Crowdfunding and blocking


#41

Noted advice… Although not sure how it’s at all applicable here.

Given the 24 hour switch on, there really isn’t anything stopping someone from removing the gambling block in time.

If someone has it on, and currently does not want to invest, but then decides on the morning, that they’ve seen the excitement on the forum, and wants to join in the fun… I think the gambling block should probably stop people investing (because it would have been an emotional decision).

But there are so many different scenarios, that you just can’t cover all bases.

For example, I’ve seen a number of people opt to have the gambling block on because they don’t gamble through choice, and don’t want their card to be compromised…

What if they don’t realise the gambling block stops the investing? They’ll miss out due to a technicality.

Note, for anyone reading, the gambling block DOES NOT stop you from investing in Monzo next week - It was a hypothetical situation :smiley:


(Nick) #42

The investment sign-up flow should make them think properly about whether they’ve thought it through and made an informed choice to invest. It sounds like it’s going to be close to, if not the same as, the usual Crowdcube flow, which in some respect does its best to put people off by outlining clear risks involved.

tl;dr, people who impulsively go to invest after seeing forum excitement will get clear “You can lose all your money” warnings which should make them think twice.


#43

Yeah I know, my point was that someone who has the gambling block on due to the fact they may struggle to control their gambling urges, could be helped if the gambling block stopped their impulsive decision to buy Monzo shares.

These are all hypotheticals though, and you just can’t cover every scenario for every different person.


(Duncan) #44

Of course, what nobody has pointed out yet is that there’s a big difference between investing in Series A vs Series E. In my humble opinion investing in this round (Series E), where you are backing a company with over 500 employees, thousands of new accounts every day, a huge active community, and a £1B+ valuation isn’t really gambling - it looks much more like investing in an established company than investing in three people in a garage.


(Edward) #45

Investment in general is not like casino gambling (or similar things like FOBM), where risk is precisely calculable and quantifiable, and the action->reward loop is pretty tightly closed.

Investment is very like speculative betting on an outcome (be it sports, “Will JWST be delayed again?”, etc). You take on the responsibility of estimating the risk, and the action->reward loop is (generally) longer.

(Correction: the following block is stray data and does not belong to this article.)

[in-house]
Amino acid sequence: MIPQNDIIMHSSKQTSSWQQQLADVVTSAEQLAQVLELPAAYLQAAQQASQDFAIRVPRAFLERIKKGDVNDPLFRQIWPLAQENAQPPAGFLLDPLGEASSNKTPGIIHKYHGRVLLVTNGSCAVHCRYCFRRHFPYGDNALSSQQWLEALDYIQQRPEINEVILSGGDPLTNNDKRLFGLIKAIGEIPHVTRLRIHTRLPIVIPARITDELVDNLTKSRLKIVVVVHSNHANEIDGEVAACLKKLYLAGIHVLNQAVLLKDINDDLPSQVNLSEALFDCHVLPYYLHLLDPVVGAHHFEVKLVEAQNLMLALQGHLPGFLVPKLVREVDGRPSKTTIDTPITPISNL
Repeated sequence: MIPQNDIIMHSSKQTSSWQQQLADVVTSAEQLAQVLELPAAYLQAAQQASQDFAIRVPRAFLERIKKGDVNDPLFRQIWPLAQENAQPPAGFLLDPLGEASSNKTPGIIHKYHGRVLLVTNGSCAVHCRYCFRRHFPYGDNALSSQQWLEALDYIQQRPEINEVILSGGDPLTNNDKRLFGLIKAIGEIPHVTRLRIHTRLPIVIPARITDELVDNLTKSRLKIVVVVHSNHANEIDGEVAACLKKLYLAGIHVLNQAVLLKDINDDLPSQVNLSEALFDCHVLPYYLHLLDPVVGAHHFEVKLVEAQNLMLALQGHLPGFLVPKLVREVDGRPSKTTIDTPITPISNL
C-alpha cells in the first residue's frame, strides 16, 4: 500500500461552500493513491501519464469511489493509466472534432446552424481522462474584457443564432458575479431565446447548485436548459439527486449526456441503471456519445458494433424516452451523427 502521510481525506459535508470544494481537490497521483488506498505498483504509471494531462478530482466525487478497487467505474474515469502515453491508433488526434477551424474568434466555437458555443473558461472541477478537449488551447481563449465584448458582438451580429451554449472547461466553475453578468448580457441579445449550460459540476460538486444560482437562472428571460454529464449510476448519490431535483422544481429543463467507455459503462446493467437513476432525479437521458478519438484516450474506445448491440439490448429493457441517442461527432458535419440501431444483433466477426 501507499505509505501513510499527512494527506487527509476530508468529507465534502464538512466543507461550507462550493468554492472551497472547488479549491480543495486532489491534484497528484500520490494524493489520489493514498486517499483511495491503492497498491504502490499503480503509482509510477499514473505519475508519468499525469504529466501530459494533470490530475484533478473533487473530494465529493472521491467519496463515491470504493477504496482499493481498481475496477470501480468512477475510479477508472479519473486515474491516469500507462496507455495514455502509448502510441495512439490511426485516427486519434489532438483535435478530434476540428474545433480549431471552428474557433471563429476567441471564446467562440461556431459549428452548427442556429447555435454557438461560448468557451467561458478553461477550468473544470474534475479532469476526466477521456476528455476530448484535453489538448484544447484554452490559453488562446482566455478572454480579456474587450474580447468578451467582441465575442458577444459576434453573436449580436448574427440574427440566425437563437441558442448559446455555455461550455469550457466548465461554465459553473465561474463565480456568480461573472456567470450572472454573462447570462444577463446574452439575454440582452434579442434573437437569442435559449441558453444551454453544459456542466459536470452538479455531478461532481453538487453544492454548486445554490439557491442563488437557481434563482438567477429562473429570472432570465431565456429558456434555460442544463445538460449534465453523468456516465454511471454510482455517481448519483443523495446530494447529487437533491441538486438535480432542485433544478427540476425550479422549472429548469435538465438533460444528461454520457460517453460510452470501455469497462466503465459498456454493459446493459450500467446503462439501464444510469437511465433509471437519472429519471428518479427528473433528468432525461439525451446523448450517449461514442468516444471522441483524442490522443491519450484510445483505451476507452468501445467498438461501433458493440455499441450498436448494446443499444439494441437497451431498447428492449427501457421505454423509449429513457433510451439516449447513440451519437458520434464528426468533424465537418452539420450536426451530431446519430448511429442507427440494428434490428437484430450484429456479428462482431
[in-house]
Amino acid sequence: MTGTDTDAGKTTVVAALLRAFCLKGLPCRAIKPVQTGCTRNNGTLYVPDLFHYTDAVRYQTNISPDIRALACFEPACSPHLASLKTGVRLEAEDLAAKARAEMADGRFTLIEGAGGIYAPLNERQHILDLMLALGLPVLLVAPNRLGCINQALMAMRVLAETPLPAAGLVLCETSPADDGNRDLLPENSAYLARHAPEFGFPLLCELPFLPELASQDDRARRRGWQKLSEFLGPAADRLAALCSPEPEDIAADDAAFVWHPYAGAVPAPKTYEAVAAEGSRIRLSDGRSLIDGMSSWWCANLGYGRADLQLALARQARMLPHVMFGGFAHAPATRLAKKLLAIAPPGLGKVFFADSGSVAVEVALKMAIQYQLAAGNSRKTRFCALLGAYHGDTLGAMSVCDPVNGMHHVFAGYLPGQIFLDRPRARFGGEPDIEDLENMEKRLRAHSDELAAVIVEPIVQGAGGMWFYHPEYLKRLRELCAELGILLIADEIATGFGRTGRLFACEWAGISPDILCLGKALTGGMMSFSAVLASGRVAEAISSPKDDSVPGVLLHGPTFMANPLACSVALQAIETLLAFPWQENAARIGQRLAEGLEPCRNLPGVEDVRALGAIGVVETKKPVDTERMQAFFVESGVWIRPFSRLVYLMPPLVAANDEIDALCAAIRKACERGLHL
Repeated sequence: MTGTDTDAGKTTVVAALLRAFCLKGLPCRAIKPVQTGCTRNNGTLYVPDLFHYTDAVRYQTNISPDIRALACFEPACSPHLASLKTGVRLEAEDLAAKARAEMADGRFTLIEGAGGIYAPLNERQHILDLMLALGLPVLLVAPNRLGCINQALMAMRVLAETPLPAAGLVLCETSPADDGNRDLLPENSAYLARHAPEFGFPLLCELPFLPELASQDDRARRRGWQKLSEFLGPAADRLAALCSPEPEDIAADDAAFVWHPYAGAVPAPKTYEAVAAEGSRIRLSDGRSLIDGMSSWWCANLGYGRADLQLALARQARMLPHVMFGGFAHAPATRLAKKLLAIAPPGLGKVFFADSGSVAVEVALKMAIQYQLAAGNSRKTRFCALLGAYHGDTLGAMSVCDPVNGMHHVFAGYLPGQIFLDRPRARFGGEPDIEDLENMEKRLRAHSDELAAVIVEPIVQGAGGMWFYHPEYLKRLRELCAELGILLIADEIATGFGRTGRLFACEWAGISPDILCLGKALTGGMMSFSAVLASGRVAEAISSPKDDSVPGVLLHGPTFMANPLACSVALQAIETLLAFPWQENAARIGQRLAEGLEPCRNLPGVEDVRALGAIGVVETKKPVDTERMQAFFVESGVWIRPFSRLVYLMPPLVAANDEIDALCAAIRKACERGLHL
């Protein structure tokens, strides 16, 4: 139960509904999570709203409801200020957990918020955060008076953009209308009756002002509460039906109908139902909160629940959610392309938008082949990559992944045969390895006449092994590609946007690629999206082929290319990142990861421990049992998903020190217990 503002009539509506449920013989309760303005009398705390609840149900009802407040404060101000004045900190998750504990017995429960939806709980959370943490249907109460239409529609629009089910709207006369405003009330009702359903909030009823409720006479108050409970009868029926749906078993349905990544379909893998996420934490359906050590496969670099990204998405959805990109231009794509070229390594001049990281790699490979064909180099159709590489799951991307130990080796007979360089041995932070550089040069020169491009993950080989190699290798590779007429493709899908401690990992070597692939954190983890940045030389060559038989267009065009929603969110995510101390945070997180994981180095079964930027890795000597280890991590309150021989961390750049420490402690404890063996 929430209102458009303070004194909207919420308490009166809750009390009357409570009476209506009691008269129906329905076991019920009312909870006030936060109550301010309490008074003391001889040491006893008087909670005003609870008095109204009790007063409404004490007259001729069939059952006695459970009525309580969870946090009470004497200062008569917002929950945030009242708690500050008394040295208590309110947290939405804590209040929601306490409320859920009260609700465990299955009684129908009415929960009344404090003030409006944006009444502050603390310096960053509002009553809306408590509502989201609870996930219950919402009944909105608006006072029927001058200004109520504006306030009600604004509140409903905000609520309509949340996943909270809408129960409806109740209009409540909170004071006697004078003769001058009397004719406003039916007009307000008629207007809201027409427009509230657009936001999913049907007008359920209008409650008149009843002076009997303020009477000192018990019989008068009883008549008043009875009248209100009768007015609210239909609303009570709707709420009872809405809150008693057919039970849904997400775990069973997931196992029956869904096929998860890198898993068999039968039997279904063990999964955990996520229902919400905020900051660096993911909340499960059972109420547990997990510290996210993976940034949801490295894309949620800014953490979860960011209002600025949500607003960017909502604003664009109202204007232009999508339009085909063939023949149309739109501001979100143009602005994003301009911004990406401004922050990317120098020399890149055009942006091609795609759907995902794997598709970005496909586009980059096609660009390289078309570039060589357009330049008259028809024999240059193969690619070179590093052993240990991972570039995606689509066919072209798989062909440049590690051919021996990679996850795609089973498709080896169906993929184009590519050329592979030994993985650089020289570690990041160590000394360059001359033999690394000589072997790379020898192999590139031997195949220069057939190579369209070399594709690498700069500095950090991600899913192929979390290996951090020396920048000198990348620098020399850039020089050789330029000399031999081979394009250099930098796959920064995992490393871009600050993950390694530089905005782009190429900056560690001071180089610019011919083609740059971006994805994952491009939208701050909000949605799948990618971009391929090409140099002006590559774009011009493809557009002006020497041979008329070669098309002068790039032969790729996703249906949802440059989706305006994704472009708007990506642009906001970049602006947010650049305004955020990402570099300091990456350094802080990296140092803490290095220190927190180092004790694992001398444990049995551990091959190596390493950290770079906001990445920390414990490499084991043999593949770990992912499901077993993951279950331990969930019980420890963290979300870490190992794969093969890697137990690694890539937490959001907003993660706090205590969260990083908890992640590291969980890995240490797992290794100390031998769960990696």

The mere indeterminate length before a startup investment can be liquidated cannot itself be a determinant of ‘not gambling’, or bets like “humans will land on Mars within the next 5 decades” would not be classed as gambling. Likewise, the ‘safety’ of an investment cannot itself be a determinant of ‘not gambling’, or bets like “I bet that in $Game_of_football a goal will be scored” would not be classified as gambling. However, a long time period between action and reward does minimise the risk of habit-forming feedback that short term bets can create.


Problematic gambling comes from a tightly closed action->reward loop driving harmful behaviour.
A ‘gambling block’ that blocks less habit-forming betting along with potentially dangerous betting is an ‘acceptable casualty’ in the practical reality that vetting every attempted betting transaction is not viable (e.g. sites that offer both ‘OK’ and ‘not OK’ bets being operated by an account that can be topped up, and thus with no visibility from Monzo’s end). I would posit that the gambling block should also block sites dedicated to short-term investment and investment-like behaviour (e.g. CFD trading, ‘spread betting’ etc) and block share trading services that allow for short term holding of positions (i.e. do not enforce some relatively long minimum term between buying and selling shares). That would have the side-effect of blocking services like Freetrade (though they could implement their own holding-time requirement to alleviate this for customers who need it), but better meet the needs of breaking the feedback loop that drives harmful behaviour.


#46

Blocking is a harsh mechanism, maybe limit spending per/month?

Somewhat on topic I think blocking in game purchases or limiting them would be a big one.


#47

Dictionary.com: Gambling - “to stake or risk money, or anything of value, on the outcome of something involving chance”.

This sounds very much like investing in any company. The risk here I would argue is still quite significant, albeit less than investing in a day one start up. If you have money to invest, do it. If you will miss the money or regret it, don’t!

Investing, speculating, gambling, they are all the same activity with different names. There will always be risk involved, if there wasn’t, the reward would not be as potentially high. You could always put your money in an easy access 1.5% interest account…:stuck_out_tongue_winking_eye::money_mouth_face:


#48

They are both a gamble with no return guaranteed.